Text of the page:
Like my other trip narratives, this report provides a detailed description of routes, logistics, and most importantly our sights and observations, not only on the climbs but also on our way to and from the Cordillera Blanca. I’m also going to mention that this trip, like others on this website, is an average Joe’s experience and not that of a group of mountain guides, hardcore climbers or stoked egos. I tell of our missteps, turnarounds, bad days, and failures, likely to the laughter of more experienced climbers but such will be the experience of other average climbers seeking to step up to climbs in the Cordillera Blanca or any other world class range. Most importantly this trip was not just a quest for summits but an adventure that took us from the daily routine of home and work to a foreign place where each day promises an experience different from the day before.
“American citizens traveling to or residing in Bolivia should be aware that various groups within Bolivia have conducted protests, demonstrations and blockages since May 16 to protest gas policy . . . The focus of the protests is La Paz and the surrounding Altiplano. While the La Paz airport, located on the Altiplano, remains open, some flights have been cancelled and others diverted. Travel from the airport to La Paz is subject to sporadic blockades. Roads running north and south from La Paz, to Lake Titicaca and Oruro, are blockaded and not open for travel . . . Travelers in vehicles should not attempt to pass through or around roadblocks, even if they appear unattended.” U.S. Embassy Website Travel Advisory, posted June 1, 2005.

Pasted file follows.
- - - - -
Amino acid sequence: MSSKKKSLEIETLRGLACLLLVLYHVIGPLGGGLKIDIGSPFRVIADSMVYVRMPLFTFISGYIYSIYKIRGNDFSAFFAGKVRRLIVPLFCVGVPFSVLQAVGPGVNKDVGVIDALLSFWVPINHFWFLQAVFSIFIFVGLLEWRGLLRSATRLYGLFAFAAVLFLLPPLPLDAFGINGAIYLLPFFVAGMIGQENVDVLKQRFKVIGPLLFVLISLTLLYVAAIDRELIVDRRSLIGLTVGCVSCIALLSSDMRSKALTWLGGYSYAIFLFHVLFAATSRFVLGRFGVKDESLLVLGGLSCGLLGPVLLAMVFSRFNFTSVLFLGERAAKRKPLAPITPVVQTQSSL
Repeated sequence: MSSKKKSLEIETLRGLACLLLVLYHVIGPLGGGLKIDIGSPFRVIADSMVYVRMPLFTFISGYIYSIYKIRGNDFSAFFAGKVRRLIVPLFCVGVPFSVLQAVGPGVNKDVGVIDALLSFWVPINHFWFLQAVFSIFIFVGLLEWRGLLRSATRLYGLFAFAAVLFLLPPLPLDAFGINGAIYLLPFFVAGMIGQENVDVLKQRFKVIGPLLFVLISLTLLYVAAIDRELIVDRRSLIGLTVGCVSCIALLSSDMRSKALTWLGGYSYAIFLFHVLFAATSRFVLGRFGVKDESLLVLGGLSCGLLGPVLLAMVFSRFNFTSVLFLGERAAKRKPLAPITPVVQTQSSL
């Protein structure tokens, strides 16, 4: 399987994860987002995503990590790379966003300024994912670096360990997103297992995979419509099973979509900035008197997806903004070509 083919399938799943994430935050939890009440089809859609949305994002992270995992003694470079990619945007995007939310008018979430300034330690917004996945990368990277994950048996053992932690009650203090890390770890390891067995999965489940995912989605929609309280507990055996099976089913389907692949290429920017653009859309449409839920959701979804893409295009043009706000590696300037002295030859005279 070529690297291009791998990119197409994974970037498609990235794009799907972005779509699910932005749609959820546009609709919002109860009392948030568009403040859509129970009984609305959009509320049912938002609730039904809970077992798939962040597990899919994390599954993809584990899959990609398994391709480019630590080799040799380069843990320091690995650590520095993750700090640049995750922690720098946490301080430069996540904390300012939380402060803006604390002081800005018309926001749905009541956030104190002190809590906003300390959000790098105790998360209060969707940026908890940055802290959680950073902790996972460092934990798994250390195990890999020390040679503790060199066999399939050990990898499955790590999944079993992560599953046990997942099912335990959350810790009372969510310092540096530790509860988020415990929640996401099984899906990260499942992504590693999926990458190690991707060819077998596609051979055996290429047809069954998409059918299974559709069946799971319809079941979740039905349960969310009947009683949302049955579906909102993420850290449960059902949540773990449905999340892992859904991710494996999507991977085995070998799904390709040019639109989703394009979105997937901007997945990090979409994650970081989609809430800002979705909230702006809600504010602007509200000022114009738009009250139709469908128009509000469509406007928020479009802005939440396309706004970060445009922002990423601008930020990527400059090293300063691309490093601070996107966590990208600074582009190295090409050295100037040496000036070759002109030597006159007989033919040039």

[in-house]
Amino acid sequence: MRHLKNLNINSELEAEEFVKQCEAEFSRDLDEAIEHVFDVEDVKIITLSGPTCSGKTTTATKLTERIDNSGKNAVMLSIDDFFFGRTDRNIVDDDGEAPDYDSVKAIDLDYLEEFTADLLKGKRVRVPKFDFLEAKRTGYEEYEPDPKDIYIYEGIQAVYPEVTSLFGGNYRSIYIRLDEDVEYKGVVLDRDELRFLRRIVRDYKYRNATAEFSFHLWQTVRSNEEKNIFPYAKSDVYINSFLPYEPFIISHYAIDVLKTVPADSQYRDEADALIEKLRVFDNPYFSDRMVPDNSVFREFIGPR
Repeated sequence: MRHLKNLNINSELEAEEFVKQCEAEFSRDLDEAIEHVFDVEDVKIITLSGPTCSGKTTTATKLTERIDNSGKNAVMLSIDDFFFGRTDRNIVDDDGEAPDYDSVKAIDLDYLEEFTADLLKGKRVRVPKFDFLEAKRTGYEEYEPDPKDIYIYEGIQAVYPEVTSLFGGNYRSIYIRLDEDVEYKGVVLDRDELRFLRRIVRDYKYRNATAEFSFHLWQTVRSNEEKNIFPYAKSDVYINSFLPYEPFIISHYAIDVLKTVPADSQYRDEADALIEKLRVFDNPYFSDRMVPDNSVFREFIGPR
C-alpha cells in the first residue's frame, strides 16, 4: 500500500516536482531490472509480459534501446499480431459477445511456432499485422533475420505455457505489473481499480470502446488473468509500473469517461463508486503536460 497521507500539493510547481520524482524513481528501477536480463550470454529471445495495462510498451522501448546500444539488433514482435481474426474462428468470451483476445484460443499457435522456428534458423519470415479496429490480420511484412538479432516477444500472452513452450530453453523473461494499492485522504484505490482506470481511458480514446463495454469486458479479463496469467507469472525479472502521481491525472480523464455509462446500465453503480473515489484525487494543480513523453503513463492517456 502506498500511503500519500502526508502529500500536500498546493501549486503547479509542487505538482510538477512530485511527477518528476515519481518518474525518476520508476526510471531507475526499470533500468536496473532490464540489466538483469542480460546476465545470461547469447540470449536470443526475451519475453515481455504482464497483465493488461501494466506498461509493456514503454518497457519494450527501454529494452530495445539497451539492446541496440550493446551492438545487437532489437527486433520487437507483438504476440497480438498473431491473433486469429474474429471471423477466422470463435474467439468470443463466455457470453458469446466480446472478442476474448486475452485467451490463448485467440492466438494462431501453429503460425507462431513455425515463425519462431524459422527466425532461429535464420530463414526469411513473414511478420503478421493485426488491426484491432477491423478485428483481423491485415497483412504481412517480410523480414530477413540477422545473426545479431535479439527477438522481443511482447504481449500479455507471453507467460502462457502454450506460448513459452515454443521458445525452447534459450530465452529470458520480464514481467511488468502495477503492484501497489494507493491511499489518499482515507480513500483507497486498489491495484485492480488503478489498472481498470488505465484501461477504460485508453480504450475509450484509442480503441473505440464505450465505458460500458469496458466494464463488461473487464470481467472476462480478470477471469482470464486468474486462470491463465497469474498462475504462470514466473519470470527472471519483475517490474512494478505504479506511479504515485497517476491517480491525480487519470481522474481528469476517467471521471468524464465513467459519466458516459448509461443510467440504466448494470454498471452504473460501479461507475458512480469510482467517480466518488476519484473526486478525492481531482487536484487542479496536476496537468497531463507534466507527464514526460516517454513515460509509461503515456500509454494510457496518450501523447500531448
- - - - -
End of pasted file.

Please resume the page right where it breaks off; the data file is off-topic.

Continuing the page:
Peru was our planned back up and, given the unknowns associated with Bolivia, the Peru option was OK with us. We had climbed in the Cordillera Blanca the previous summer, found a great logistics provider and the odds favored of better weather than in 2004. We figured we could probably score two new peaks; however, we would be shy one member of our trio as Shart Strangelove was headed for a 450-mile canoe race down the Yukon River.